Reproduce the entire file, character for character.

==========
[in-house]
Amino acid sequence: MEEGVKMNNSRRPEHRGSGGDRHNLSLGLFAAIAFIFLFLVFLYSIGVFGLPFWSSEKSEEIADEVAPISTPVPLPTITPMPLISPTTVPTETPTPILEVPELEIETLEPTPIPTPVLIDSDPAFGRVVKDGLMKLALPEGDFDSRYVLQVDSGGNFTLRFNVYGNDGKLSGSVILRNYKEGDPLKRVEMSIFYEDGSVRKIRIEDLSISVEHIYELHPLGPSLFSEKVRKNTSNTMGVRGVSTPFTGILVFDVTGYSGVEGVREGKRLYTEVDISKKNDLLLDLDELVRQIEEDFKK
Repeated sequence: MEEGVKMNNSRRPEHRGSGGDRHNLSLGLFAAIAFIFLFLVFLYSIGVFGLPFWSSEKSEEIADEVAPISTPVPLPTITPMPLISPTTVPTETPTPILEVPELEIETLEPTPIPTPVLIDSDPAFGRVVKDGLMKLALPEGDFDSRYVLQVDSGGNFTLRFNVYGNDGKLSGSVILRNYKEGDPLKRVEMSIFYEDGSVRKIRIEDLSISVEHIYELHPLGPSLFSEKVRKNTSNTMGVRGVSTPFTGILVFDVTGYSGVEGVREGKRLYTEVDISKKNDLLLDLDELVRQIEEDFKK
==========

[in-house]
Amino acid sequence: MEEGVKMNNSRRPEHRGSGGDRHNLSLGLFAAIAFIFLFLVFLYSIGVFGLPFWSSEKSEEIADEVAPISTPVPLPTITPMPLISPTTVPTETPTPILEVPELEIETLEPTPIPTPVLIDSDPAFGRVVKDGLMKLALPEGDFDSRYVLQVDSGGNFTLRFNVYGNDGKLSGSVILRNYKEGDPLKRVEMSIFYEDGSVRKIRIEDLSISVEHIYELHPLGPSLFSEKVRKNTSNTMGVRGVSTPFTGILVFDVTGYSGVEGVREGKRLYTEVDISKKNDLLLDLDELVRQIEEDFKK
Repeated sequence: MEEGVKMNNSRRPEHRGSGGDRHNLSLGLFAAIAFIFLFLVFLYSIGVFGLPFWSSEKSEEIADEVAPISTPVPLPTITPMPLISPTTVPTETPTPILEVPELEIETLEPTPIPTPVLIDSDPAFGRVVKDGLMKLALPEGDFDSRYVLQVDSGGNFTLRFNVYGNDGKLSGSVILRNYKEGDPLKRVEMSIFYEDGSVRKIRIEDLSISVEHIYELHPLGPSLFSEKVRKNTSNTMGVRGVSTPFTGILVFDVTGYSGVEGVREGKRLYTEVDISKKNDLLLDLDELVRQIEEDFKK